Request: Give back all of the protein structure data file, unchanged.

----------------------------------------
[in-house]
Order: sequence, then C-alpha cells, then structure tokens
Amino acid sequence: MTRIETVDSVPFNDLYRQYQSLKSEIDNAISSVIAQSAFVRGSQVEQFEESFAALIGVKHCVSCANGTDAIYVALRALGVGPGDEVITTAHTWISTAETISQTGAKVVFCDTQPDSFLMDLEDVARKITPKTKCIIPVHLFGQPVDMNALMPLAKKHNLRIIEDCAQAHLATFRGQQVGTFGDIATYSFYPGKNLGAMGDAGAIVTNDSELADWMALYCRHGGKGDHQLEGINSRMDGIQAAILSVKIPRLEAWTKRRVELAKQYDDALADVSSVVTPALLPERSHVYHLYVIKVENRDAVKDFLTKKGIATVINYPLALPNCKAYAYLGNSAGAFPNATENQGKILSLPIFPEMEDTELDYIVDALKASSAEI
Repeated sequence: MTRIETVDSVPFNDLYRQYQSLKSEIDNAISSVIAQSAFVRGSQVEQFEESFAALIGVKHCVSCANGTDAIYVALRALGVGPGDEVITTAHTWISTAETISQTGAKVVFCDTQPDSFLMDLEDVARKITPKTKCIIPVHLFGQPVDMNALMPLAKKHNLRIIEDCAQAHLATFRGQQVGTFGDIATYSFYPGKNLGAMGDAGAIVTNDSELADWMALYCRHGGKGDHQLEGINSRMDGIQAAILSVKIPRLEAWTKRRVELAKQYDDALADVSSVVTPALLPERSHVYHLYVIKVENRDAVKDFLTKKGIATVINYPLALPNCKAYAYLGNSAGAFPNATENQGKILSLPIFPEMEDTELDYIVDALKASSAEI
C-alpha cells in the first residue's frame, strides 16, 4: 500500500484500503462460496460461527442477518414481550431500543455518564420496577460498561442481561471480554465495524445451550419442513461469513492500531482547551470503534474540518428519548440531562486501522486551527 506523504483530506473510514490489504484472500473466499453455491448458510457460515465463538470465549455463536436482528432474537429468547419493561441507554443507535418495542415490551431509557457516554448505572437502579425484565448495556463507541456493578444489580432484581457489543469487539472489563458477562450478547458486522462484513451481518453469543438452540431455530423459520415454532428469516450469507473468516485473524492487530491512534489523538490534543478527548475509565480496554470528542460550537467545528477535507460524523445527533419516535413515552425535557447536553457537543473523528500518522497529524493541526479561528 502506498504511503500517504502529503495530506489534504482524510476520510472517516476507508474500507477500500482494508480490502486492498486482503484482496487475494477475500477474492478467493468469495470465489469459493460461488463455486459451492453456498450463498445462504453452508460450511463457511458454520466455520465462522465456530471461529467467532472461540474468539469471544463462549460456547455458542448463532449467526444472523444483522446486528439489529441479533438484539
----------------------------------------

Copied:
[in-house]
Order: sequence, then C-alpha cells, then structure tokens
Amino acid sequence: MTRIETVDSVPFNDLYRQYQSLKSEIDNAISSVIAQSAFVRGSQVEQFEESFAALIGVKHCVSCANGTDAIYVALRALGVGPGDEVITTAHTWISTAETISQTGAKVVFCDTQPDSFLMDLEDVARKITPKTKCIIPVHLFGQPVDMNALMPLAKKHNLRIIEDCAQAHLATFRGQQVGTFGDIATYSFYPGKNLGAMGDAGAIVTNDSELADWMALYCRHGGKGDHQLEGINSRMDGIQAAILSVKIPRLEAWTKRRVELAKQYDDALADVSSVVTPALLPERSHVYHLYVIKVENRDAVKDFLTKKGIATVINYPLALPNCKAYAYLGNSAGAFPNATENQGKILSLPIFPEMEDTELDYIVDALKASSAEI
Repeated sequence: MTRIETVDSVPFNDLYRQYQSLKSEIDNAISSVIAQSAFVRGSQVEQFEESFAALIGVKHCVSCANGTDAIYVALRALGVGPGDEVITTAHTWISTAETISQTGAKVVFCDTQPDSFLMDLEDVARKITPKTKCIIPVHLFGQPVDMNALMPLAKKHNLRIIEDCAQAHLATFRGQQVGTFGDIATYSFYPGKNLGAMGDAGAIVTNDSELADWMALYCRHGGKGDHQLEGINSRMDGIQAAILSVKIPRLEAWTKRRVELAKQYDDALADVSSVVTPALLPERSHVYHLYVIKVENRDAVKDFLTKKGIATVINYPLALPNCKAYAYLGNSAGAFPNATENQGKILSLPIFPEMEDTELDYIVDALKASSAEI
C-alpha cells in the first residue's frame, strides 16, 4: 500500500484500503462460496460461527442477518414481550431500543455518564420496577460498561442481561471480554465495524445451550419442513461469513492500531482547551470503534474540518428519548440531562486501522486551527 506523504483530506473510514490489504484472500473466499453455491448458510457460515465463538470465549455463536436482528432474537429468547419493561441507554443507535418495542415490551431509557457516554448505572437502579425484565448495556463507541456493578444489580432484581457489543469487539472489563458477562450478547458486522462484513451481518453469543438452540431455530423459520415454532428469516450469507473468516485473524492487530491512534489523538490534543478527548475509565480496554470528542460550537467545528477535507460524523445527533419516535413515552425535557447536553457537543473523528500518522497529524493541526479561528 502506498504511503500517504502529503495530506489534504482524510476520510472517516476507508474500507477500500482494508480490502486492498486482503484482496487475494477475500477474492478467493468469495470465489469459493460461488463455486459451492453456498450463498445462504453452508460450511463457511458454520466455520465462522465456530471461529467467532472461540474468539469471544463462549460456547455458542448463532449467526444472523444483522446486528439489529441479533438484539